The artist talks about his project spaces in London and Nigeria, and Africa’s untapped artistic potential
Yinka Shonibare and his work The British Library, at Tate Modern in April.
Over the past decade, I’ve been running a project space for emerging artists in east London called Guest Projects. Based just off Broadway Market, it supports practitioners in a variety of disciplines, from visual artists to musicians to theatre companies. Not long after setting it up in 2008, I decided I wanted to make the project international. As I have roots in Nigeria, and the creative scene there is so exciting, Nigeria seemed like the right place to do it.
About eight years ago, I acquired some land in Lagos. Now we’re in the process of building a residency in Lekki, a rapidly developing area in the east of the city. It will house three artists at a time, with studio and gallery spaces on the ground floor, and residents’ bedrooms above.
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The project also extends to a 30-acre farm in Ijebu, three hours northeast of Lagos. We’re in the process of landscaping and building a barn house and studios for artists, using sustainable materials such as mud, as well as a walled garden where people can learn about indigenous plants. Lagos is a very busy urban area with a lot of nightlife and music, so Ijebu will be for artists who need a more quiet space to produce work on a larger scale (there also will be a sculpture garden on the farm).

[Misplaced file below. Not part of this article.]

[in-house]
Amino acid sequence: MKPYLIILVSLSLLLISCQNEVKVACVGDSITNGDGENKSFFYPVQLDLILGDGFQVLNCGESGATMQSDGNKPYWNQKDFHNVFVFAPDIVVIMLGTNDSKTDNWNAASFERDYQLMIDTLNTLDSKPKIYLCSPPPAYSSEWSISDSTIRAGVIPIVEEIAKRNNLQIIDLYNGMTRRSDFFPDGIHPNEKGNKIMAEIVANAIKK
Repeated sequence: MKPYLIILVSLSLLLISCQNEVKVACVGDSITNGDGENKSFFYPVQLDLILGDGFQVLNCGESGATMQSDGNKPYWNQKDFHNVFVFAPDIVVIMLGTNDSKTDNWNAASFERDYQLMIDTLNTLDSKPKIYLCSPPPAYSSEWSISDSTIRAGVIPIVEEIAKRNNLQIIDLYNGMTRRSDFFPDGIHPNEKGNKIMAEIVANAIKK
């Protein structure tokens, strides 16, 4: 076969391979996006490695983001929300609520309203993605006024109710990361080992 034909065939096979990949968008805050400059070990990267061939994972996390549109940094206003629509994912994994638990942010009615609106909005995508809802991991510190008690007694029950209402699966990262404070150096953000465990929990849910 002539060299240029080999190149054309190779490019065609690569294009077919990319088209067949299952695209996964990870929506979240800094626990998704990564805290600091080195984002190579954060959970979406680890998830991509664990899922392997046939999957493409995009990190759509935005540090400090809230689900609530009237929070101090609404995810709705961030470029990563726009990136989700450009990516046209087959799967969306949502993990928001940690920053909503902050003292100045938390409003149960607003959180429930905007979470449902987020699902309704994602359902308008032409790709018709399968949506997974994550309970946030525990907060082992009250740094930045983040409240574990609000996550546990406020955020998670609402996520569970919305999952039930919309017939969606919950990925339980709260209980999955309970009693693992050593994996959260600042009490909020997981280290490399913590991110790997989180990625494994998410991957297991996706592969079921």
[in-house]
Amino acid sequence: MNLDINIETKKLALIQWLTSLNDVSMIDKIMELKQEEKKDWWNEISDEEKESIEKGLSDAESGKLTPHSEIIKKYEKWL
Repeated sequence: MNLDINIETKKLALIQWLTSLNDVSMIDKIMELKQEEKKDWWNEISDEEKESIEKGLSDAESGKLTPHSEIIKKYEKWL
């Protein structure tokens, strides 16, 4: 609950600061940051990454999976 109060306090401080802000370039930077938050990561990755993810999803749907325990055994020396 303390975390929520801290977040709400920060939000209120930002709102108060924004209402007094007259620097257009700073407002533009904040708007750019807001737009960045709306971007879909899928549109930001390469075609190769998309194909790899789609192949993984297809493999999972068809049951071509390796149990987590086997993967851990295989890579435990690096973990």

Yinka Shonibare’s proposed Guest Artists Space (G.A.S) Foundation.
‘A two-way exchange.’ Yinka Shonibare’s proposed Guest Artists Space (G.A.S) Foundation. Photograph: Courtesy of Yinka Shonibare
The Guest Artists Space (G.A.S.) Foundation, as the new project is called, will be a two-way exchange. International visitors will be able to offer advice and support to local artists, but they will also receive knowledge. There’s so much to learn in Africa, and so many amazing artists and intellectuals, and the project spaces will provide a platform for exchange, for debate, for collaboration. There will be opportunities for visitors to work alongside African artists, to debate alongside them, to explore work, and leave with a completely different perspective. I’ve done residencies myself in the past and I always come back with a changed view of the world.
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